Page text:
The Loudoun County School Board got kudos from the Virginia Senate for their work to improve how they identify and educate students with dyslexia.
State Sen. Dick Black (R-13) attended the May 8 board meeting to present a Joint Senate Resolution to the board members. Black told the board that this marked the first time in his two decades representing Loudoun in the Senate that he felt moved to ask the General Assembly for a resolution honoring the board.
“It’s not to say there were not a multitude of good things done, but I thought this was truly exceptional,” he said.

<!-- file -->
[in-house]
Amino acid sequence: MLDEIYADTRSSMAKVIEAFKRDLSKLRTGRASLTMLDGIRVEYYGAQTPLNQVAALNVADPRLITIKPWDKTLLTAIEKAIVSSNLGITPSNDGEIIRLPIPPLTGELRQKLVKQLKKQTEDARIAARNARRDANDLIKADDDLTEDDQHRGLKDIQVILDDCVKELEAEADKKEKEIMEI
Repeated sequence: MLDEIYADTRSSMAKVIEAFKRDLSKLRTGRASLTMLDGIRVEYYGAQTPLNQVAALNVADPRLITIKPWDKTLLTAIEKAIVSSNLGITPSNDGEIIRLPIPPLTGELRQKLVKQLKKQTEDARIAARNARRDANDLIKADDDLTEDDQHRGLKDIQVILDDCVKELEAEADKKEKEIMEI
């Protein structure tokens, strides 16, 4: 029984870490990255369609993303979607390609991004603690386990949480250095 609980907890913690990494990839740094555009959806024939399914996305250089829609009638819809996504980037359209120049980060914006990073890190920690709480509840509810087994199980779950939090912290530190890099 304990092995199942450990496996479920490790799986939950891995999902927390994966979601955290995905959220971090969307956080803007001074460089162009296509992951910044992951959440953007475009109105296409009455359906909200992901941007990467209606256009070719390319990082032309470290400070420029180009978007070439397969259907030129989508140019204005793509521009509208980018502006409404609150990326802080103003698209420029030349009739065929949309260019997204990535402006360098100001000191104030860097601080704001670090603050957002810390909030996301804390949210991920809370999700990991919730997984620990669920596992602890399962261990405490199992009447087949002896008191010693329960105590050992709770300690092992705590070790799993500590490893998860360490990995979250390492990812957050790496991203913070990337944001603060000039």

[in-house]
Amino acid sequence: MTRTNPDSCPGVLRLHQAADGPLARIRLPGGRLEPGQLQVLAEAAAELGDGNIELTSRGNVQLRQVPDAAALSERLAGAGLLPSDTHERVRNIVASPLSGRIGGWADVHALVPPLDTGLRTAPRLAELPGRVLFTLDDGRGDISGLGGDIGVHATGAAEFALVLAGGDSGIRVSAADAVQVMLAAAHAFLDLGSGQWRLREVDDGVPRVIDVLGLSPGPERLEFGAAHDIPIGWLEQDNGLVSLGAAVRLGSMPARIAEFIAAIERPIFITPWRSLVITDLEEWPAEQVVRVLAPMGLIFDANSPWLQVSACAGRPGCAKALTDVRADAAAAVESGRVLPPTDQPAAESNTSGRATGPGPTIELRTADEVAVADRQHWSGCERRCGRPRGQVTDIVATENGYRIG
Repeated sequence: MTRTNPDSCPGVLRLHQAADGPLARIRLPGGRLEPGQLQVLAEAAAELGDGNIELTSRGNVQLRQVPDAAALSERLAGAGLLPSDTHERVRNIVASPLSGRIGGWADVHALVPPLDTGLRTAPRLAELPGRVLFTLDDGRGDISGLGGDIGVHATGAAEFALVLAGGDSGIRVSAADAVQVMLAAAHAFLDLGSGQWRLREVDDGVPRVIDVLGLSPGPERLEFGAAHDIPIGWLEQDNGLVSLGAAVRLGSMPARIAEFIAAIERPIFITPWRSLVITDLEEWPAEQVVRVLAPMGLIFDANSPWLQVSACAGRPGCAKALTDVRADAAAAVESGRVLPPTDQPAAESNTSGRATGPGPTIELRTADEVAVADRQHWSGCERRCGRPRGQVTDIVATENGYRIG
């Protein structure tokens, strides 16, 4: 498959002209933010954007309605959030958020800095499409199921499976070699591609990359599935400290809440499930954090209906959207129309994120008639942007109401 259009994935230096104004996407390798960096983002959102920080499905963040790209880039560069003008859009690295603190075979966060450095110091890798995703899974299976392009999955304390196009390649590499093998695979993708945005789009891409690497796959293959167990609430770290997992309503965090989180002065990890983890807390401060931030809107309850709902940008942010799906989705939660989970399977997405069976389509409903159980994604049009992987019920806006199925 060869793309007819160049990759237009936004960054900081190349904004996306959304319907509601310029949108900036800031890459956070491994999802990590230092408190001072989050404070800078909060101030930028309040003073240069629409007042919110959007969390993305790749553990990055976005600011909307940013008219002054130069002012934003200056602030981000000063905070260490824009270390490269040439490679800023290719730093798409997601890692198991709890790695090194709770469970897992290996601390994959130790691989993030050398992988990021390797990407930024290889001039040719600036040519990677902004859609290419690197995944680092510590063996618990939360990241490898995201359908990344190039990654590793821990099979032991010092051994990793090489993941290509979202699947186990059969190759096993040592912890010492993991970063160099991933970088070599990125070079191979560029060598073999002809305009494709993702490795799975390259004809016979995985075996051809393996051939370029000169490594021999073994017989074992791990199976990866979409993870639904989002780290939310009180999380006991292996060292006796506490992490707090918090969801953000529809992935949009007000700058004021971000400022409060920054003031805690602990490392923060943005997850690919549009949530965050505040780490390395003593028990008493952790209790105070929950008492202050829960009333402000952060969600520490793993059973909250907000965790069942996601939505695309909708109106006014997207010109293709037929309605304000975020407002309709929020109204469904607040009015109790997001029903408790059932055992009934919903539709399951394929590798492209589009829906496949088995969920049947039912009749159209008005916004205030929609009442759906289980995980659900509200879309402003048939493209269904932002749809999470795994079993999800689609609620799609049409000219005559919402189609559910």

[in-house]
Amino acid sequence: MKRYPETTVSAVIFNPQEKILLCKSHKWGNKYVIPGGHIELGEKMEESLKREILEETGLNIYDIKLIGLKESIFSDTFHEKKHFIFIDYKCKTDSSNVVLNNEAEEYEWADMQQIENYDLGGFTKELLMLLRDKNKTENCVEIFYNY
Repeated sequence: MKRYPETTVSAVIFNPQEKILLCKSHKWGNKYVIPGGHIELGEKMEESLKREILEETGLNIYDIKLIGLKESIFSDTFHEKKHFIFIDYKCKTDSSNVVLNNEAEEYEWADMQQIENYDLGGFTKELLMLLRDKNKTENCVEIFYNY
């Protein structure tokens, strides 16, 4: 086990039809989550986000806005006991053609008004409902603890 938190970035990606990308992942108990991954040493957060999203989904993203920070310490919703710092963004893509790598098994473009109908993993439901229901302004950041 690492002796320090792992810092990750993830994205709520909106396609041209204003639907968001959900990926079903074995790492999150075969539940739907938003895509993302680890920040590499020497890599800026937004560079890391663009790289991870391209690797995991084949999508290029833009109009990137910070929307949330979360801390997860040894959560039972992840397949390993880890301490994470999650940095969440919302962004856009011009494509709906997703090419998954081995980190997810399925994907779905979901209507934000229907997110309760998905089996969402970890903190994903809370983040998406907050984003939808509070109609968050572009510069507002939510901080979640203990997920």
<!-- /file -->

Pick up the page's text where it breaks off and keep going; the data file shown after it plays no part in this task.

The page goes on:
Dyslexia is a learning disorder that effects word recognition, spelling, and reading comprehension.
Black presented the resolution alongside Lorraine Hightower, a Loudoun County parent of a child with dyslexia and former chairwoman of the school system’s Special Education Advisory Committee. Hightower has been a vocal proponent of identifying students with dyslexia and meeting their needs so they can learn alongside their peers, including providing appropriate interventions and teaching techniques.
Black said Hightower spent three years educating him about the needs of dyslexic students.
The resolution commends Loudoun school leaders for changing its practices to hire reading specialists trained specifically to help dyslexic students and establishing a training system to help all faculty and administrators better serve students with dyslexia.